Teddy Bridgewater case shows NFL's concussion protocols need more tweaking | Opinion

EAST RUTHERFORD, N.J. — It took all of 10 seconds.

You knew that when the NFL amended its concussion protocol, giving more power to the concussion spotters overhead, that there would be a player yanked from a game who in reality was physically capable of continuing. You knew it would happen sooner or later, here or there.

You just didn’t know it would be just 10 seconds in and here, with the Miami Dolphins and Teddy Bridgewater.

As we later learned, Bridgewater passed all tests after being taken to the locker room. But under NFL rules, because the spotter overhead thought he saw Bridgewater stumble after being hit on Miami’s first snap Sunday, Bridgewater wasn’t just down, he was out.

MORE: Dolphins turn to third-string QB after Teddy Bridgewater's injury, lose to Jets

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Dolphins quarterback Teddy Bridgewater walks off the field after being tackled in the end zone against the Jets.
Dolphins quarterback Teddy Bridgewater walks off the field after being tackled in the end zone against the Jets.

Boxers at least get a standing eight count. Bridgewater? Around 1:15 p.m., his workday was over, and no doctor, no passed test, could change that. The Dolphins would be in the hands of a rookie quarterback, Skylar Thompson, against the New York Jets, and it was only a question of how gutsy this team was going to be without its top two quarterbacks, top two offensive tackles, top cornerback and … need we continue?

The Jets eventually won 40-17 in a score that bears little resemblance to how much the Dolphins made them sweat, cutting the deficit to 19-17 entering the fourth quarter. That’s merely a footnote to the firestorm of the past couple of weeks, when Tua Tagovailoa suffered a concussion — or two, since the NFL now says there’s no way to know for sure.

Here’s what we do know: Tagovailoa was allowed to play four days after stumbling badly.

Bridgewater was ruled out after a stumble noticed perhaps only by the guy up above whose job it is to watch for such things, a guy who has to know he’s being watched closer than ever as everyone is hyper sensitive to these things.

Before digging deeper into what happened Sunday and how the Dolphins responded to it, let’s take a deep breath and look at the big picture. The NFL knows that even the new protocol isn’t perfect. It accepts the fact — yes, fact — that by opening the door toward erring on the side of caution, it’s also opening a can of worms. Namely, that healthy players will get benched when they shouldn’t. And that those players could go by the names of Tom Brady and Aaron Rodgers and Patrick Mahomes, in games that go by the name Super Bowl.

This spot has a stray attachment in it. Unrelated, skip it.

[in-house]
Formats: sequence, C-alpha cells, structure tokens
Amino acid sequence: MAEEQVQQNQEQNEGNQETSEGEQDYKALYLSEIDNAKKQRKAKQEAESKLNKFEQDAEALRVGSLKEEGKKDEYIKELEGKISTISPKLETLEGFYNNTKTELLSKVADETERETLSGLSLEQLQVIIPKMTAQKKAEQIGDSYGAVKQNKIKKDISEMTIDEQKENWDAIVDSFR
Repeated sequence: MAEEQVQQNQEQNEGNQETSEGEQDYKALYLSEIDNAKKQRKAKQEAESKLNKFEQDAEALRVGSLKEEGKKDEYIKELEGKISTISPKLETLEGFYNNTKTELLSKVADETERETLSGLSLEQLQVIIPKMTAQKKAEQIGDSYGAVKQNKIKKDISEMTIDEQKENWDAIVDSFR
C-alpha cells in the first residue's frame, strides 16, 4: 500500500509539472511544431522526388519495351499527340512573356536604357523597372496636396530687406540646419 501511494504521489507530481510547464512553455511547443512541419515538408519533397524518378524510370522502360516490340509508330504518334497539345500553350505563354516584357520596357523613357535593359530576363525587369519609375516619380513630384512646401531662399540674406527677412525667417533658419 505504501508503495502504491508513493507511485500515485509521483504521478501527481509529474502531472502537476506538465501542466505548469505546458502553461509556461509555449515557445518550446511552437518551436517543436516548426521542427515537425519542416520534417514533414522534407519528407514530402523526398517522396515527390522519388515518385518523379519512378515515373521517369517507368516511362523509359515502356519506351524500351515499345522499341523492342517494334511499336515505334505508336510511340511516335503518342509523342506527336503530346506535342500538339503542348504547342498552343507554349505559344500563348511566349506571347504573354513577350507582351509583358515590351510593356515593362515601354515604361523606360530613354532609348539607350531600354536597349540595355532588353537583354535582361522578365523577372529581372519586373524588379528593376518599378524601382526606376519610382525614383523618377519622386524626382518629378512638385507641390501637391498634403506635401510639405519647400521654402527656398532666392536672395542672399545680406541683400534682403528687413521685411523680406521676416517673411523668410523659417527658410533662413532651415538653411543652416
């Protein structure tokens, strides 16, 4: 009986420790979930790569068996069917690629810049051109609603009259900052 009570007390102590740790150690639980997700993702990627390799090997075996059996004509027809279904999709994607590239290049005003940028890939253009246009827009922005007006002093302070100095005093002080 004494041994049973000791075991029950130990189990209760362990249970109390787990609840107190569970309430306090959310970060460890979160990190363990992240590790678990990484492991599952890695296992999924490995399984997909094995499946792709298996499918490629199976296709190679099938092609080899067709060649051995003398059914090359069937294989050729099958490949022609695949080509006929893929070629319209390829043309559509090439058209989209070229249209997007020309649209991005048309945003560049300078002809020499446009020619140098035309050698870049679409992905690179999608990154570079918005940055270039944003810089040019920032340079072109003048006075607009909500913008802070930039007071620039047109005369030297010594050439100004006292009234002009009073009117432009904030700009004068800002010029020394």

Better to have heartache for teams and fans, the NFL is basically saying, than headaches (and much worse) for players. Sorry, but if you can’t live with that logic, you’re not really a fan.

Being in reality-check mode doesn’t mean you can’t also ask if the NFL hasn’t gone too far, that a simple tweak of the tweaking would allow the overhead spotters, team doctors and unaffiliated neurological consultants to put their heads together after players are thoroughly examined during a game and decide when a stumble is nothing more than just that.

“If a guy does pass the protocol concussion and he’s able to play, I believe he should be back,” Dolphins running back Raheem Mostert said.

To be fair to the spotter, the side of Bridgewater’s head solidly hit the turf when he was hit by Sauce Gardner. Bridgewater was flagged for intentional grounding in the end zone, giving the Jets a safety. So the spotter clearly had reason to be watching the QB while the CBS cameras and most of the rest of us were watching to the huddle of zebras to see if they were going to flag the Dolphins. It would have been nice to hear from the spotter via a pool report, but the NFL did not respond to a request to get the spotter’s explanation for what he’d seen.

“Wild.” That’s how one Dolphins player reacted after it was explained to him that Bridgewater was KO’d because he passed every test except the spotter’s. “My first hearing it,” center Connor Williams said. Guard Rob Hunt: “That’s news to me. I guess that’s that new protocol thing, huh?”

There had been talk that players would start watching their Ps and Qs when getting up off the turf now for fear of incurring the wrath of the spotter. Perhaps we saw that at the end of this game when ex-Hurricane Braxton Berrios was smacked by Dolphins safety Jevon Holland on a touchdown run. Berrios stayed on one knee for an extended time, seemingly encouraged to do so by teammate Jeff Smith, who had one hand on Berrios’ shoulder.

Is getting up turning into an art form?

“I think so,” Dolphins tight end Durham Smythe said. “Obviously, this is a new thing. One week into these new protocols. I think that’s something that I guess you have to take into account a little bit more now. But like I said, I think the intentions are right. We appreciate that to a degree but like I said, there’s going to be mistakes, if this was a mistake. That’s going to happen. That’s part of the game. It’s a physical game. You’re trying to keep people safe in a dangerous game, things like this are going to happen.”

The Dolphins were careful not to blame the loss of Bridgewater for the loss of the game, just as they were careful not to step on attempts to make their working conditions safer.

“Let professionals be professionals,” receiver Tyreek Hill said. “ … I want to be cautious. You know, it’s their job to watch stuff like that.”

Credit the NFL for trying.Just hope they keep trying a little more.

This article originally appeared on Palm Beach Post: Teddy Bridgewater case shows NFL still has more rule tweaking to do